New Releases 10.28.2012

by Ryo Miyauchi

Courtesy Rate Your Music


8 / 10

The Haunted Man by Bat for Lashes
Genre: Indie Pop

Natasha Khan, known under the name Bat for Lashes, dove into her ancestry before the making of this album The Haunted Man. One peculiar fact that intrigued Khan was about her war veteran grandfather and his suffering from post-war trauma. Her grandfather’s psychological frustration leads as a main feel in The Haunted Man as she elegantly channels the feeling of being unable to communicate inner conflict and finding comfort. She releases these dark, frustrating feelings by exposing them bare and open to the world.

Single “All Your Gold” powerfully conveys the heaviness of haunting memories through a contorting riff and rising strings. As Natasha Khan enters the powerful hook, she breaks down in confession of her previous demon of a lover making her unable to love anymore. Her confinement from ghosts of her past shivers with painful reality.

Khan keeps exploring her artful performance into another world. But the cosmic textures that filled Bat for Lashes is now grounded more earthbound, embracing closer to the human heart than mystic nature.  The bleak piano of “Laura” speaks heavy as a contender against the dramatic swim of “Daniel” from Two Suns. And the anonymous imprisoned Laura feels closer to the heart than Daniel from a myth. The contained growth in The Haunted Man is not a constraint but rather a bigger leap of Natasha Khan into a deeper direction where each idea strikes with relatable impact.



The Symbol by Action Bronson

The other NY Hip Hop chef Action Bronson keeps pumping great releases this year from his all-out collaboration with Party Supplies for Blue Chips, biggin’ up his brother Meyhem Lauren, and now he’s got an Alchemist collaboration coming soon entitled Rare Chandeliers. And this video is a first glimpse from the tape. The Alc cooks up a classy Blues guitar loop in “The Symbol” that chops like the Wu-Tang for Action Bronson to do his mischievous deed. Bronson’s husky and stylish brag-rap stomps through brutal beatings that matches the East Coast cool that The Alchemist laces with the dusty sample. If you get a chance, catch the hilarious music video for this single featuring a blonde-wigged Action Bronson playing the gangster named “The Symbol.”

Here We Go by Christopher Owens

Christopher Owens shared his split with the band Girls earlier this year and left a void in the Indie Rock scene for a minute. This week, Owens came back to announce his release of an upcoming solo album entitled Lysandre on Fat Possum, planned to be out January 15th. In the words of Owens, Lysandre is a window to his moments when he gained fame and the overwhelming rush that comes with it (Read his full thoughts on the FADER). “Here We Go” twinkles in Folk similar to songs in Girls but more leaning to bright sounds like subtle xylophones and flutes. The singles reads like an intimate diary from home as Owens adores the cities he will visit as he travels. It’s exciting to see Owens still doing heartfelt music, and “Here We Go” is a nice preview to hold us over until the full length.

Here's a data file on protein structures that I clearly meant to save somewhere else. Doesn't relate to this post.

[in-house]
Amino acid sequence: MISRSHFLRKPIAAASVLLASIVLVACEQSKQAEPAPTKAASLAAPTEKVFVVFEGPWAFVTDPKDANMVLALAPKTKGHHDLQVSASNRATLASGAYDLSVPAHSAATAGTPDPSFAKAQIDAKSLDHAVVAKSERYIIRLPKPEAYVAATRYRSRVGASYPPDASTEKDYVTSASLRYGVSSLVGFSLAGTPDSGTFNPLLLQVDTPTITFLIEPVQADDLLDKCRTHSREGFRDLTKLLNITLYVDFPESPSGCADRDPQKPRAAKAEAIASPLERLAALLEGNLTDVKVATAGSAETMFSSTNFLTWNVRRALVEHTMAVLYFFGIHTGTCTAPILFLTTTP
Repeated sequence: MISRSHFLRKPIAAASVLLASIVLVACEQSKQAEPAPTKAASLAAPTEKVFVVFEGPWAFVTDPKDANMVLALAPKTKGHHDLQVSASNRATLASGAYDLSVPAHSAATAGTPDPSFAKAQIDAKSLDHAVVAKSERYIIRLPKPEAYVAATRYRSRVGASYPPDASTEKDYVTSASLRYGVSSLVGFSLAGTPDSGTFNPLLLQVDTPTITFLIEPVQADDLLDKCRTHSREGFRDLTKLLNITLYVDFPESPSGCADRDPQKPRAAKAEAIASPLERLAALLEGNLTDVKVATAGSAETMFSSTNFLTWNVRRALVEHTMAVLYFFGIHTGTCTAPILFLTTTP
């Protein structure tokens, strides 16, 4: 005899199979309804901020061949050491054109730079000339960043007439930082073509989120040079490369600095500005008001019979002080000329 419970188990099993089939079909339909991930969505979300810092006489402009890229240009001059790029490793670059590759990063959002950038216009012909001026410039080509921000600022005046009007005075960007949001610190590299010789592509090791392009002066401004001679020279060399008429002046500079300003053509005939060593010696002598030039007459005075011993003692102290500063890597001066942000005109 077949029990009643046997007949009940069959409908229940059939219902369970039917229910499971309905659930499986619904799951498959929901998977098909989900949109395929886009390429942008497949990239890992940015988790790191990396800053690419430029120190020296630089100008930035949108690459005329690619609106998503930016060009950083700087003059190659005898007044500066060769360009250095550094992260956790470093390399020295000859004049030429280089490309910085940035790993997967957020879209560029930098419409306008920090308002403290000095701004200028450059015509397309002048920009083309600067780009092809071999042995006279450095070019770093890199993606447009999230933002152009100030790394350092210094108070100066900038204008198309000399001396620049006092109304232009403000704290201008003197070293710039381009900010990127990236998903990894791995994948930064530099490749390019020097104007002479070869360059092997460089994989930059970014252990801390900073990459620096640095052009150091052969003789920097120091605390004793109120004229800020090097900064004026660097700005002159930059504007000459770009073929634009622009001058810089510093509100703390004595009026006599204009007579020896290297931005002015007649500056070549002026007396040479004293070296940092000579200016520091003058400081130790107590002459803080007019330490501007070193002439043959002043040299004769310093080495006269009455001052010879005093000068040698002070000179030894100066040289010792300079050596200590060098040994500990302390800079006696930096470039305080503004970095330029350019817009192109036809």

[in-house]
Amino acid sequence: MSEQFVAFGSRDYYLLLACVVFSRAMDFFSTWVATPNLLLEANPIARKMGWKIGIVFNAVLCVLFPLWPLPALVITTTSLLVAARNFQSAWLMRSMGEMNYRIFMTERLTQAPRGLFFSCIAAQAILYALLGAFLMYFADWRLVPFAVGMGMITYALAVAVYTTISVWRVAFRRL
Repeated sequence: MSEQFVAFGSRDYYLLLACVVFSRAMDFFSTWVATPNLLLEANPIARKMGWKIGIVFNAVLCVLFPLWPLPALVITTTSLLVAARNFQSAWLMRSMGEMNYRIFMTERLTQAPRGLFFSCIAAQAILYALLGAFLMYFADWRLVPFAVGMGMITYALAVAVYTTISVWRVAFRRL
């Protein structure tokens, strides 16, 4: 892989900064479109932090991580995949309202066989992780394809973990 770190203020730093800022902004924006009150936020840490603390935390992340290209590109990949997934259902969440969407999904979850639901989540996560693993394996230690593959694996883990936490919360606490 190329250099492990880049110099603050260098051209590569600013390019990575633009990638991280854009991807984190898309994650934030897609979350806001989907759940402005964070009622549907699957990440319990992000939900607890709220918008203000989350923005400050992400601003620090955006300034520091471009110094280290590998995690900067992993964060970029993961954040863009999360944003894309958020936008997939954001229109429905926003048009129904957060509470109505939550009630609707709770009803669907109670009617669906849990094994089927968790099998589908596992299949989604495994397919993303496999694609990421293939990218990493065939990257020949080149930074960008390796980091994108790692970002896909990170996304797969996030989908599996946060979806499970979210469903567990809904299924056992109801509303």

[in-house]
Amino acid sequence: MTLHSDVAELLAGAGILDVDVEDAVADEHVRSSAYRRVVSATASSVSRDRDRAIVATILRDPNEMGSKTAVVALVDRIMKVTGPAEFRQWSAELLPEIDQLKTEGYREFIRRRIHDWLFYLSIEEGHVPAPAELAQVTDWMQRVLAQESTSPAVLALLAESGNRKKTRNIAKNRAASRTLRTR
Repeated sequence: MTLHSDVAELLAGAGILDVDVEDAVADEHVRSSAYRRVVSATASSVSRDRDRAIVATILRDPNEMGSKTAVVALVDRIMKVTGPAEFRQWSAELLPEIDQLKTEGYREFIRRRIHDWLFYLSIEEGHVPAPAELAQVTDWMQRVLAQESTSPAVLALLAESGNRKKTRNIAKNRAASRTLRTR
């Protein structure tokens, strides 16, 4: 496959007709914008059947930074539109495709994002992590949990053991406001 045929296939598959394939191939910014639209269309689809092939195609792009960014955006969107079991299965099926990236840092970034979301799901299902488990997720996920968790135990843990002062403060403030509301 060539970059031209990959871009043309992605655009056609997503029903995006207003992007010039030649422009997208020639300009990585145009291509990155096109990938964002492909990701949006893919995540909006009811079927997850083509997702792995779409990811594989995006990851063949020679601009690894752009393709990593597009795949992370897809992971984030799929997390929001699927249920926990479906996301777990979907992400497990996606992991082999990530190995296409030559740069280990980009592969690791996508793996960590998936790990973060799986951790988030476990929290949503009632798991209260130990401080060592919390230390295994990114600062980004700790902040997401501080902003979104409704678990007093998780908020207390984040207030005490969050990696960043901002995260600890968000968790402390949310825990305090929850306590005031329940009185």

Courtesy Rate Your Music


7 / 10

The Man with the Iron Fists soundtrack by Various Artists

Genre: Hip Hop, Soul

Last week I wrote a praise on the Rae/Ghost/Kool G Rap collaboration “Rivers of Blood” for the RZA-curated soundtrack The Man with the Iron Fists. The other tracks like the surprise line-up of Meth/Freddie Gibbs “Built for This” and Kanye’s serious life introspection “White Dress” emphasized a promise. By the looks of RZA’s choice of artists, there were more than just status of each emcees included. Each featured voice presents a solid, dramatic factor. From The Black Keys drunken Blues, Pusha’s venomous flow, and Corrine Bailey Rae’s fresh and golden singing, they all contribute an impact needed to support a feature film. The info looked good on paper, but on wax it hit warm but felt like a bonus bundle lingering with a feeling that this could have been better.

While the Wu brothers walk over the martial arts blues with finesse, others like Pusha T or Danny Brown don’t move very fitting. Production in the soundtrack is nice kung-fu Hip Hop but there’s no way these songs will be in a film scene. Just give it a thought, because traditional kung-fu with a Hip Hop twist to me gives a cringe. It’s an idea that should be treated with humor and bit of naivete like the opener “The Baddest Man Alive” with a RZA braggadocio of “jump up off of the Empire State, butt naked.” In theory, this shouldn’t have worked for Wu-Tang in ‘93 either but it was just such a left-hook alchemy, it was undeniable. Some have tried, like The Man with the Iron Fists soundtrack, but no one really walked out feeling truly satisfied because we know where it all came from.